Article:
Buck: The future of retreading. With the high cost of a start-up retread shop vs. the influx of inexpensive radial truck tires, and the uncertainty of what the TREAD (Transportation Recall Enhancement, Accountability and Documentation) Act will do, this could be the catalyst to cause more retreaders to go out of business.
Clark: The health of truck fleets is a concern. The combination of high insurance rates and volatile diesel pricing has created an environment that is stressing many fleets to the point of bankruptcy.
Cooney: The same issues that face every business each day: controlling costs and improving productivity. Social and raw material costs also continue to rise, and energy costs are on a roller coaster.
Danielson: The economy and the effects it has on our industry as a whole. The tire industry is one with the transportation industry, and the transportation industry is a leading indicator as to how the economy is doing.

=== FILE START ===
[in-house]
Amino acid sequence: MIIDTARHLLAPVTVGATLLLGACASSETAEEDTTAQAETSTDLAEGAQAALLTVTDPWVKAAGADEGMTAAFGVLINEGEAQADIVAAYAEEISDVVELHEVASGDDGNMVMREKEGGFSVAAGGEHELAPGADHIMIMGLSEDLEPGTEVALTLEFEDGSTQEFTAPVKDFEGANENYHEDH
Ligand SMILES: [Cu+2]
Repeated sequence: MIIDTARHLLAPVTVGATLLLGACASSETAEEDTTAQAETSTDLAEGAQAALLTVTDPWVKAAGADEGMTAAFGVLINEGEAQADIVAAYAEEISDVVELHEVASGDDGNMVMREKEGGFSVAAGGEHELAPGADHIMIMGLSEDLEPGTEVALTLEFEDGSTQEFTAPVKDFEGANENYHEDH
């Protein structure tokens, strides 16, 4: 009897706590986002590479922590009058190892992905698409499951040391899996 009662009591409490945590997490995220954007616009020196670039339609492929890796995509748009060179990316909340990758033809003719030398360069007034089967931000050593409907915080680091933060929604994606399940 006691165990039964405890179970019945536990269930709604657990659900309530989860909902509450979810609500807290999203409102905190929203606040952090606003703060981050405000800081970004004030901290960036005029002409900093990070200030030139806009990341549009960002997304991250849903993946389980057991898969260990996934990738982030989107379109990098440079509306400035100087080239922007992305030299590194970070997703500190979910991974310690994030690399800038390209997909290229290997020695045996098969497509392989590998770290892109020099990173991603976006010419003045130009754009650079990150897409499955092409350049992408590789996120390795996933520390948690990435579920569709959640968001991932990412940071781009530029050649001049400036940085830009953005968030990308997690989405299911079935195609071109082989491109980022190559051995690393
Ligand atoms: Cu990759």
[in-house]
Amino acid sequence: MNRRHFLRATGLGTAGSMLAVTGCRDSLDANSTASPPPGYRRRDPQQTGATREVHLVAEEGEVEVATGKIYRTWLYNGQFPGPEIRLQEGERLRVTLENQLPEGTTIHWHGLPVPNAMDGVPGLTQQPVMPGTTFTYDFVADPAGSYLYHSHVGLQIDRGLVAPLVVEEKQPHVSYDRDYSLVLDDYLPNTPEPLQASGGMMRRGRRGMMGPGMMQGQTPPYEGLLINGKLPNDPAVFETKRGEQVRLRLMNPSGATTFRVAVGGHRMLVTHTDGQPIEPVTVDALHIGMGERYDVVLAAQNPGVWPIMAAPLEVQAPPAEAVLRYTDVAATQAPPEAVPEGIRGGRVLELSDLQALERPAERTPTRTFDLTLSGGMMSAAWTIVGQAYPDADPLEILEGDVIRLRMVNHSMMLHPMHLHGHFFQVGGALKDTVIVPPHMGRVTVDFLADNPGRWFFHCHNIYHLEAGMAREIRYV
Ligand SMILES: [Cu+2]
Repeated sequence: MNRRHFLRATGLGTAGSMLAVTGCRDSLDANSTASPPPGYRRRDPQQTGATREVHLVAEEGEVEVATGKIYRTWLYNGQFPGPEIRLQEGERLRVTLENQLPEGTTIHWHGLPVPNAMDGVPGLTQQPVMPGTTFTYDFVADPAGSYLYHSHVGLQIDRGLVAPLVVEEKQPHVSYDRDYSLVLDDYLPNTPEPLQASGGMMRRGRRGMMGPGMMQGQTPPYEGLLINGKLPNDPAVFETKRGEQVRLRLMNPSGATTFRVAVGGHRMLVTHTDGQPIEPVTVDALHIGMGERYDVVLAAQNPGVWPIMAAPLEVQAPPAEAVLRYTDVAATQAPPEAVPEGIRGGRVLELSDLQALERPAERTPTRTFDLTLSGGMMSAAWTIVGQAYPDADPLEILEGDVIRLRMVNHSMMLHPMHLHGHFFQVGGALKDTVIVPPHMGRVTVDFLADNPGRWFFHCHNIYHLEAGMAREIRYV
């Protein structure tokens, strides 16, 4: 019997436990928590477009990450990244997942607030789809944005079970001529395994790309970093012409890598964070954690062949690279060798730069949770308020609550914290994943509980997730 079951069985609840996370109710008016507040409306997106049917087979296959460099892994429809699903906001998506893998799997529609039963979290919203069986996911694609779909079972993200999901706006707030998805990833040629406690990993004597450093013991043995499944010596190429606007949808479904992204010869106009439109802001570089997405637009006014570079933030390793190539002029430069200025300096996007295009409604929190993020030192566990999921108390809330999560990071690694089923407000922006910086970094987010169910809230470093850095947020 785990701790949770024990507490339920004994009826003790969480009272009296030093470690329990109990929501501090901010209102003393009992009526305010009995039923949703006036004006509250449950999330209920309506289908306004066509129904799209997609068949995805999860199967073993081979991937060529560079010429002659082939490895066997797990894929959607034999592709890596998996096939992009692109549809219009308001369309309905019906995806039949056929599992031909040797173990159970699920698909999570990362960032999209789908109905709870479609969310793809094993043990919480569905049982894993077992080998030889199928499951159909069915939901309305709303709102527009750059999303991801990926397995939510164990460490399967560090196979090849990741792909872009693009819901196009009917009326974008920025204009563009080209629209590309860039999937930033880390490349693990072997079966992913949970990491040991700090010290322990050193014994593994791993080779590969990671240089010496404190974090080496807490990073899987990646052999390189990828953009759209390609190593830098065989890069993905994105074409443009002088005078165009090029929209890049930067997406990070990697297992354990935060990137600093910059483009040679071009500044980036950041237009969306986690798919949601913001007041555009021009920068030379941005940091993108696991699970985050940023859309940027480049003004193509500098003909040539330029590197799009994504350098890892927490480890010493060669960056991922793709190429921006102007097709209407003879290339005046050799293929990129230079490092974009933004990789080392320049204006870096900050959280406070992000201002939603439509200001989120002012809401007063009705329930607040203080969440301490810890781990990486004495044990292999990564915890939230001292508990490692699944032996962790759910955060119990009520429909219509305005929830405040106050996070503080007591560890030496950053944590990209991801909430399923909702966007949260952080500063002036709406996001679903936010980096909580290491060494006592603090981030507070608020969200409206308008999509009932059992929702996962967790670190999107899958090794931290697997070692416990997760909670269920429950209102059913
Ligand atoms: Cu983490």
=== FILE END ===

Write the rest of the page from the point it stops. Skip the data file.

Enders: The TREAD Act is probably the most significant issue we face. Depending on how the National Highway Traffic Safety Administration proceeds, the impact on the industry could be huge. Conversely, the impact of the TREAD Act could be positive if systems that improve tire maintenance and inflation on trucks are mandated.
Fussell: The price of oil, an ingredient in tires, is a large factor.
Gilbert: One of the most pressing issues is people and training. Does the dealer have a sufficiently trained staff to offer a fleet complete, professional service? Or is he just selling price and hoping he gets the deal?
Hudrlik: The growing share of low-priced manufacturers impacting the market.
Roydhouse: There are several key issues that are having a major impact on the industry: rising fuel costs, insurance cost increases, skyrocketing medical expenses, and fleet/end-user consolidation. All of these factors are changing the business landscape.